Beth Stackpole
User Rank
Blogger
Re: The draw to this is cultural
Beth Stackpole   9/20/2012 7:33:17 AM
NO RATINGS
It's funny. Right after I read this post, I saw a clip on the local Boston news stations last night about a similar looking robot called Baxter from Rethink Robotics that reminded me of this guy. The company is promising its "common sense" robot will revamp U.S. manufacturing. Big claims, I know, but it seems promising. But just like the robot that's the focus of this post, I wonder if we run the risk of getting so robot-crazy that we overbake what this technology is really well suited to do and end up with more complex manufacturing processes as opposed to really streamlined ones for optimal productivity.

warren@fourward.com
User Rank
Platinum
Re: The draw to this is cultural
warren@fourward.com   9/20/2012 4:24:32 PM
NO RATINGS
Maybe if we quit calling them robots they would fit in better.  Just call it a Remotely Operated Better Operating Technical System, or ROBO- wait a minute!  That didn't work!  I better think about this...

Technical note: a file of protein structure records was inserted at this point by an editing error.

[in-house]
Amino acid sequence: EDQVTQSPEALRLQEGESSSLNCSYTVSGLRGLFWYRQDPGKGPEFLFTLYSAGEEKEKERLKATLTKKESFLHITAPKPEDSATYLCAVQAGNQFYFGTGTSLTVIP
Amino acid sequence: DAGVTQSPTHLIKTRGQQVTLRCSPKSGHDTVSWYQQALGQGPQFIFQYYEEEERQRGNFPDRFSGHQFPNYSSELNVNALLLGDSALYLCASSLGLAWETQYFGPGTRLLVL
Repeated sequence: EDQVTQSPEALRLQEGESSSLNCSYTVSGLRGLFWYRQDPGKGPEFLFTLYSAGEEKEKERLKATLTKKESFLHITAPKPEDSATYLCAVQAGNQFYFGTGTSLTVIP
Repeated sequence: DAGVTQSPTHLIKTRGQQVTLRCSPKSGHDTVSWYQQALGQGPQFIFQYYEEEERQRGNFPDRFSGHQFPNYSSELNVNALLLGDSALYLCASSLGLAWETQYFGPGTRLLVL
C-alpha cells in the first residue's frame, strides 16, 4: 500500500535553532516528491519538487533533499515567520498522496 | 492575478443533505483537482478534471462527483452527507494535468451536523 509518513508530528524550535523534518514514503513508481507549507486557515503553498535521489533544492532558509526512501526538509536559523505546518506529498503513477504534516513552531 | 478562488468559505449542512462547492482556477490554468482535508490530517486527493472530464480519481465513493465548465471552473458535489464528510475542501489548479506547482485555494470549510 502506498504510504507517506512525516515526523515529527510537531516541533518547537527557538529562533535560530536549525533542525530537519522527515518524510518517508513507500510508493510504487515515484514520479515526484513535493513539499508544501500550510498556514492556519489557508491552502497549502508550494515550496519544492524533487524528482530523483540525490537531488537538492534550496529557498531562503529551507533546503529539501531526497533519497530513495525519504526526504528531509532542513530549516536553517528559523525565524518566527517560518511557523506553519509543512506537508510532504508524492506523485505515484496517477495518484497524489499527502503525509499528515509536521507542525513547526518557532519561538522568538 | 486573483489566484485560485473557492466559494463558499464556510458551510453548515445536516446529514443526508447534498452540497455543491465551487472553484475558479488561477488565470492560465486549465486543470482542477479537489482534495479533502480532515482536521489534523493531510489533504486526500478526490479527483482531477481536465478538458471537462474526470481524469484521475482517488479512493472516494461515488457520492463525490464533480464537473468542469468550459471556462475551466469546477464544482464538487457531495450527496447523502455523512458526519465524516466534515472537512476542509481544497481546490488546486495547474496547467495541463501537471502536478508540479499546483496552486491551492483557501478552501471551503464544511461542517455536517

jhankwitz
User Rank
Platinum
Robots
jhankwitz   9/20/2012 10:09:04 AM
NO RATINGS
In reality, most every device we design and make is a robot of sort.  Adding the unnecessary features and eyes is what is selling this kitchen slicer at a high price to perform a very rudimentary task.

Beth Stackpole
User Rank
Blogger
Re: Robots
Beth Stackpole   9/21/2012 7:18:03 AM
NO RATINGS
@jhankwitz: It's true that the vendors are making a big deal about the humanization and emoticon capabilities of these new robots. In some cases, it definitely makes sense, especially if there is a scenario that mimics one-to-one interaction, not just co-working on a task. But I do agree, in this case, once again, it's overkill and likely a reason to sell the robot for a much higher price tag.

Jack Rupert, PE
User Rank
Platinum
Re: Robots
Jack Rupert, PE   9/24/2012 2:21:13 PM
NO RATINGS
What really struck me was the size of the thing.  Being humanoid is one set of discussions, but full-size in a cramped kitchen seems more like a gimmick  than anything else.